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Susan McCorkindale Headshot

I Don't Care if You Send Locusts, Sweetheart. You're Still Having a Memorial Service.

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It rained buckets the day of my husband's memorial service. I'm talking the kind of teeming, driving rain that whisks animals, neglected toys, and lawn furniture away, the kind of rain that soaks you to the skin, corkscrews a pin straight, pricey blow-dry, and sucks your Michael Kors pumps straight off your feet in the five seconds it takes to get from the house to the car. Looking back now, I guess it was really the kind of rain you'd expect, but hope not to have, the day of a funeral.

I know I hoped not to have it. But again, looking back, I'm actually surprised it wasn't worse.

A month earlier, while my husband lay dying in his hospital bed, in our den, staring blankly at episode after episode of Pawn Stars which I was certain was hastening his demise and which I once, and only once, made the mistake of trying to change to a music channel only to have him suddenly brighten and nearly bean me with the remote, he said, "Susan, no service." His voice was really soft for someone still strong enough to close for Nolan Ryan, and for a second I thought what I always thought when he said this, I'll pretend I didn't hear him.

I looked at him. He was watching at Rick go after Corey about some piece of crap the kid shouldn't have bought. A minute went by, then two. I thought he'd fallen asleep, so I got up really quietly to start dinner. Obviously, I wasn't quiet enough. My butt wasn't two inches off the sofa when he suddenly said, "Susan, did you hear me? No service."

"Yes, sweetheart," I said, going to him. "I heard you." And then I bent down, kissed him, and lied straight to his still so handsome face. "No service."

"I don't want to inconvenience everyone."

"I know," I replied. "But-"

He cut me off. "Death is very inconvenient, Susan."

Then how 'bout you don't die, I thought, looking at him, and we go back to our lives. You, loving the five-hundred acre petting zoo we call home. Me, poking fun of it with every word I write. You coaching football and letting Tug, our perpetually filthy golden retriever, get in our bed. Me, threatening to beat you and that hound with a helmet the next time I found cow manure all down my side.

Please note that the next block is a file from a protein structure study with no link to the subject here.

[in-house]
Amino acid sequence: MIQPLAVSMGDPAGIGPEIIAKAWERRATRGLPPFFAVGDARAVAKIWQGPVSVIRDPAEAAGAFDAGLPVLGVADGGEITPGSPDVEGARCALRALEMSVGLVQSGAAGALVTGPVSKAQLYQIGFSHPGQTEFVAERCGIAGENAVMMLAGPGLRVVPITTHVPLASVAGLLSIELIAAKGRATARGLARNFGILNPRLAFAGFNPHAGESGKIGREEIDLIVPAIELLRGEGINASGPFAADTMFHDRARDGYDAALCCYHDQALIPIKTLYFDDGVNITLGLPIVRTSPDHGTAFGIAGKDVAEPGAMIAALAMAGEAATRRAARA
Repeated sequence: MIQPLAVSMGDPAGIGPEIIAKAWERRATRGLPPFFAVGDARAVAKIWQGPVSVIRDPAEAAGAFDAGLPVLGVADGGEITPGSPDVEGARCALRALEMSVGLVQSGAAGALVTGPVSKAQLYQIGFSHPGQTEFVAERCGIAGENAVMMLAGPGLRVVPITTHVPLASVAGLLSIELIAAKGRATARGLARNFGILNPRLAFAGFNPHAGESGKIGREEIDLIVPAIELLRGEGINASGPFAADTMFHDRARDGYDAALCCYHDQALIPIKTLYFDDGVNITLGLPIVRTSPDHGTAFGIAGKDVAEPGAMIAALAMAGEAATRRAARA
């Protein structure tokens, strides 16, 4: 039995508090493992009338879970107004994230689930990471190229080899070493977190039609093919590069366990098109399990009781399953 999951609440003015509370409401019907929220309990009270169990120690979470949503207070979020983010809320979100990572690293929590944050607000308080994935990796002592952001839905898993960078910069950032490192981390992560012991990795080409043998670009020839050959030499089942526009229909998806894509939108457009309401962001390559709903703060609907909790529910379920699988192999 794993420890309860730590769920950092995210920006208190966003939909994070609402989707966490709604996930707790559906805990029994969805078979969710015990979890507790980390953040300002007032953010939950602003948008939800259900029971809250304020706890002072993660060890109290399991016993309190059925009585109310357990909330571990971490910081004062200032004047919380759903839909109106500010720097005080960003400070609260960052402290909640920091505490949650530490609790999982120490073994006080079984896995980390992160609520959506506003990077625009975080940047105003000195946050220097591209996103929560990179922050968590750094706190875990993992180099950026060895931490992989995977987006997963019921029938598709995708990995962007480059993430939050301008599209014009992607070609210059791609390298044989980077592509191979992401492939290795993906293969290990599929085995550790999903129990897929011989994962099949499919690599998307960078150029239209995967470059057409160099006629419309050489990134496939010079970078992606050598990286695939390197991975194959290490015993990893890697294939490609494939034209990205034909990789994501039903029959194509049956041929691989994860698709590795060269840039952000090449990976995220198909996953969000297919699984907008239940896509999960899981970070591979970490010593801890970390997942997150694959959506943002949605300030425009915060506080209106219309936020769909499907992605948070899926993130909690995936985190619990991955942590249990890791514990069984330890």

Death is more than very inconvenient, I thought. Death sucks. Cancer sucks. And lying to a dying cancer patient to whom you've been married for almost twenty-two years and with whom you fundamentally disagree on the purpose of a service, well that really sucks.

"A service is for the living," said my mom.

"The kids need closure," said several of my girlfriends.

"Susan, he won't be here. For God's sake, do what you need to do to take care of yourself and your sons," said my therapist.

Ah, my sons. Two kids so undone by the fact that no amount of taking out the garbage, making their beds, setting the table, getting good grades, or hosing down the dogs was going to save their dad, and who asked, begged really, on several occasions that we not be alone when the inevitable happened.

I promised them not to worry; we'd be surrounded by family and friends. And, when the boys were out of earshot, I promised my husband there'd be nothing but a simple obituary and that no one would ever utter the words, "Dammit! I'm going to miss the big game/ party/annual sale at my favorite store because I have to go to McCorkindale's stupid service!"

Please, somebody tell me it's OK to be a two-faced, double-talking liar if you do it out of love.

In the end, I know he got me. We awakened that Saturday morning to a veritable monsoon. I watched a toad, a baseball mitt, and the pillow from our hammock whoosh away in what used to be a stream but was now a small tsunami. I got soaked freeing my aforementioned Michael Kors pumps from the mud, and had to hit my hair with a flat iron at the funeral home. (Hey, my husband hated my hair curly even more than he hated the idea of a memorial. I couldn't completely let him down.) And then, later in the day, with about a hundred people eating, drinking, and telling funny "Coach Mac" stories in our teeny, tiny, house, the windows on the front door blew in from the wind.

It took four men and a full roll of duct tape to fix it. But at least he didn't send locusts.

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